On Good Fortune

Some days, my relative good fortune in life impacts me more than others. Actually, many days lately, given my involvement with my addiction-challenged adult Writing Group at Man Alive and my teen-aged students at The Community School who are furiously paddling upstream against a powerful tide of impending poverty and inner city peer pressure to drop out and light up, or worse. But it all pales by comparison to the situation of my young friend from Maryland’s eastern shore, who I first met ten years ago when he was a ward of the state, and with whom I visited briefly earlier today. In those ten years, he has gone from abused kid, to foster kid, to adopted kid, to abandoned kid, to incarcerated kid, to “not guilty” kid. He rarely lives in the same place for more than a few months, sometimes with family members several times removed, more often with virtual strangers, as today in a depressed and nondescript rural trailer park. We got something to eat at a little place that didn’t look open, I bought him a few supplies, and we exchanged Christmas cards. I put money in my card to him. He put his heart in his card to us. It read:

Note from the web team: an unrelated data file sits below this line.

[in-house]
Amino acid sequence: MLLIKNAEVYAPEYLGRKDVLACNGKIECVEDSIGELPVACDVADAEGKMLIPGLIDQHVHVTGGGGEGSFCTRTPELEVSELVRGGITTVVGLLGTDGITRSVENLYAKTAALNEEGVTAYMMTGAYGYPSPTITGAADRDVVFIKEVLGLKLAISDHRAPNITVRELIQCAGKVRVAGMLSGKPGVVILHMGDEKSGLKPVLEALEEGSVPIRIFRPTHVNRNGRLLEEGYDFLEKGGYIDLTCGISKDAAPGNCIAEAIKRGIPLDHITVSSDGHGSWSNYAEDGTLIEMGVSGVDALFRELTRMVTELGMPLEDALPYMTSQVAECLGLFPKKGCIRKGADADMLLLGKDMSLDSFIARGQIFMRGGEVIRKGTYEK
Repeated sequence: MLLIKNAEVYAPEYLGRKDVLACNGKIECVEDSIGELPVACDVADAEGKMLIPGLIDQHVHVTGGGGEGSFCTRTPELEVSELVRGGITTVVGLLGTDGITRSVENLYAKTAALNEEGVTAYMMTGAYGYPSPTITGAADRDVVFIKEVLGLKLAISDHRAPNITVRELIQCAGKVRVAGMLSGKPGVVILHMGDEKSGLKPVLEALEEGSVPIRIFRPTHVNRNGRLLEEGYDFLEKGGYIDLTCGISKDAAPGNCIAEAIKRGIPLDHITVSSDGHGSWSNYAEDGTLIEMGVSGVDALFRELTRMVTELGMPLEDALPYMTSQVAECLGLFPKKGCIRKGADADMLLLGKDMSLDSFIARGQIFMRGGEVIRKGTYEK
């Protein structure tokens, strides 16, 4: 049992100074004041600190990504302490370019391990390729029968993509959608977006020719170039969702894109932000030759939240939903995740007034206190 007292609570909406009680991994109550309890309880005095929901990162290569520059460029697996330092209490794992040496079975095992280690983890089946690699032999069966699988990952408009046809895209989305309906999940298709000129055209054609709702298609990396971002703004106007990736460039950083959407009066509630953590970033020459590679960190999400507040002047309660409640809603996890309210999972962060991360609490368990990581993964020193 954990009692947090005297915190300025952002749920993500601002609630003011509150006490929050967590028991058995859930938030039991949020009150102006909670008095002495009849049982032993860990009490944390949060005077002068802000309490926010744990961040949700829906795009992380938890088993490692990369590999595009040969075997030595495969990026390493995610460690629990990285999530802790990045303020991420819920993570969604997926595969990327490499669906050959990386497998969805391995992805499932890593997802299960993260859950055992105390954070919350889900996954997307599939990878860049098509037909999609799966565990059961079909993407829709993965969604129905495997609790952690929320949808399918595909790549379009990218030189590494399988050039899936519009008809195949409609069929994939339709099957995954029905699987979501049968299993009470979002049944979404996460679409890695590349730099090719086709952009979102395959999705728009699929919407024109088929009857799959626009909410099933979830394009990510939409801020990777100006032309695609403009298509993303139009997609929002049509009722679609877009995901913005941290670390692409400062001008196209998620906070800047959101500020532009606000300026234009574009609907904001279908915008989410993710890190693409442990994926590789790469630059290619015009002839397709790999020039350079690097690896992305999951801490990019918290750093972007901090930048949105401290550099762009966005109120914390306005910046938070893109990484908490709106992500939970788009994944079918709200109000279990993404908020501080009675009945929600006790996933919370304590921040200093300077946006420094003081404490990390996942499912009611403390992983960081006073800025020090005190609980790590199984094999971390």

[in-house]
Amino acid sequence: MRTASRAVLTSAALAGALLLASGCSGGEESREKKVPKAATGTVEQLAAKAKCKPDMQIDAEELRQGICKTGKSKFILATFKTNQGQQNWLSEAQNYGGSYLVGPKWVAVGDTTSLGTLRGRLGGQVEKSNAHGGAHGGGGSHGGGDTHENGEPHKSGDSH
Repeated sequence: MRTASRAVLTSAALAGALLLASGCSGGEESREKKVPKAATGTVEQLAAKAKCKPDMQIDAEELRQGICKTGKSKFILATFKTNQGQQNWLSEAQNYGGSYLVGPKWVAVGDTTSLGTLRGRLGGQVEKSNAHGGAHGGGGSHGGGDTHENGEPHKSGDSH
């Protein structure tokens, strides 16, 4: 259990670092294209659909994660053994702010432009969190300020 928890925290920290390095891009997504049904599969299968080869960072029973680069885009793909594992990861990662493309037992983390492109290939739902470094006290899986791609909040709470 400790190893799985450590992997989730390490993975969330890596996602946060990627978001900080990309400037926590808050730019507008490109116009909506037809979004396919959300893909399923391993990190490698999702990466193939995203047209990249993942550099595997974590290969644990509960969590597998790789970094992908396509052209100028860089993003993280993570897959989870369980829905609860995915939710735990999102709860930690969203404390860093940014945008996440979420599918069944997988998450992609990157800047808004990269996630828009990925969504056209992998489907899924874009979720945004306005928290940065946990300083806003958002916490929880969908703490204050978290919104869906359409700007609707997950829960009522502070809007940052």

“Mr. Don and Mrs. Sande,
I hope yall have a safe and blessed holiday. May God bless you and keep you safe! I hope Santa brings yall what yall asked for!! I go to church every Sunday and just got Jesus back in my life!! Thank you for everything yall have done for me. I really appreciate it!!

Count your blessings, y’all!

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